L_0047: stelem.ref
L_0048: ldloc.1
L_0049: ldc.i4.8
L_004a: ldstr " ON t1.column1 = t2.column1"
L_004f: stelem.ref
L_0050: ldloc.1
L_0051: stloc.0
L_0052: ldloc.0
L_0053: call string [mscorlib]System.String::Concat(string[])
L_0058: ret

This method uses 9 more string instances than our base, which is already better than using += resulting in 16.

These 9 come from the 8 additional strings defined in the code and 1 coming from the single call to String.Concat().

GetConcatedString Single Call

Calling this 50 times will result in 58 additional strings compared to our base, coming from 50 calls to String.Concat() and our 8 additional strings in code (again, Interned @ work).

GetConcatedString Multiple Calls

Internally the array overload for String.Concat() will first count the needed length for the result and then create a temporary string variable of the correct length, where as the previous method could not use this optimization since it were 8 separate calls.

StringBuilder.Append() concatenation.

Method number four uses a StringBuilder to create a string, as demonstrated in plenty of tutorials.

public string GetBuildString()
StringBuilder builder = new StringBuilder();
builder.Append("SELECT column1,");
builder.Append(" column2,");
builder.Append(" column3,");
builder.Append(" column4,");
builder.Append(" column5,");
builder.Append(" column6,");
builder.Append(" FROM table1 t1");
builder.Append(" JOIN table2 t2");
builder.Append(" ON t1.column1 = t2.column1");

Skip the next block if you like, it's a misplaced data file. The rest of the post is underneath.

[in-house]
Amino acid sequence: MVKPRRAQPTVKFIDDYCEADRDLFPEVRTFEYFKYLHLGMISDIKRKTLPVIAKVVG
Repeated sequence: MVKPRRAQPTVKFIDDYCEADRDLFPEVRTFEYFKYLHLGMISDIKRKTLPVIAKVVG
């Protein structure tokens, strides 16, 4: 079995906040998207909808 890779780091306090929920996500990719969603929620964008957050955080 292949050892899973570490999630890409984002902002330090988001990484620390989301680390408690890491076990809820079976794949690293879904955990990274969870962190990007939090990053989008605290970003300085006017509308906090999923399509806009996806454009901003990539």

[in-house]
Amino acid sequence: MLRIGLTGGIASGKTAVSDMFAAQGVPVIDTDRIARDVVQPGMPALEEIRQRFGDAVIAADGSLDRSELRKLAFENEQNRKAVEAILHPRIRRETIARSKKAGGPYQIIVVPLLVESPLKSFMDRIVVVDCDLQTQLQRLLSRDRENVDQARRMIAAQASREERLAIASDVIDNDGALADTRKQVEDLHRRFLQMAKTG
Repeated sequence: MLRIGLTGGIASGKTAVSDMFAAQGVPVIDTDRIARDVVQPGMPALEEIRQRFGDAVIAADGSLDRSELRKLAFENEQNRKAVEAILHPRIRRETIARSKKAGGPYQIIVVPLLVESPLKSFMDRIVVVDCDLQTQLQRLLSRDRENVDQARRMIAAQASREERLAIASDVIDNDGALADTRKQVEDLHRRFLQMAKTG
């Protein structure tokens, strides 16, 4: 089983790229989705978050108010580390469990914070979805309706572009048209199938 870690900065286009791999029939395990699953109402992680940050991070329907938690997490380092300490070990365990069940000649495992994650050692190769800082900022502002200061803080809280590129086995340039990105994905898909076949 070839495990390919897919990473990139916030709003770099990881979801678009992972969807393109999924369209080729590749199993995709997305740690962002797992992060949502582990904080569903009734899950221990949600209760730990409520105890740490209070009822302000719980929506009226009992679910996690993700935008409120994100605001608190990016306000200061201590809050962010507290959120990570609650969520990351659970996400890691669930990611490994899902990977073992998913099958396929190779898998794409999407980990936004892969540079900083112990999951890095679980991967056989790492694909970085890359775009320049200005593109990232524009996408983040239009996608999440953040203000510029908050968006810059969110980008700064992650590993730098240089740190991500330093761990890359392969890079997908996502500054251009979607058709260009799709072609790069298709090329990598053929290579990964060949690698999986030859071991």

return builder.ToString();

The not so interesting IL for this method simply shows the creation of the object and several method calls.

.method public hidebysig instance string GetBuildString() cil managed
.maxstack 2
.locals init (
[0] class [mscorlib]System.Text.StringBuilder builder)
L_0000: newobj instance void [mscorlib]System.Text.StringBuilder::.ctor()
L_0005: stloc.0
L_0006: ldloc.0
L_0007: ldstr "SELECT column1,"
L_000c: callvirt instance class [mscorlib]System.Text.StringBuilder [mscorlib]System.Text.StringBuilder::Append(string)
L_0011: pop
L_0012: ldloc.0
L_0013: ldstr " column2,"
L_0018: callvirt instance class [mscorlib]System.Text.StringBuilder [mscorlib]System.Text.StringBuilder::Append(string)
L_001d: pop
L_001e: ldloc.0
L_001f: ldstr " column3,"
L_0024: callvirt instance class [mscorlib]System.Text.StringBuilder [mscorlib]System.Text.StringBuilder::Append(string)
L_0029: pop
L_002a: ldloc.0
L_002b: ldstr " column4,"
L_0030: callvirt instance class [mscorlib]System.Text.StringBuilder [mscorlib]System.Text.StringBuilder::Append(string)
L_0035: pop
L_0036: ldloc.0
L_0037: ldstr " column5,"
L_003c: callvirt instance class [mscorlib]System.Text.StringBuilder [mscorlib]System.Text.StringBuilder::Append(string)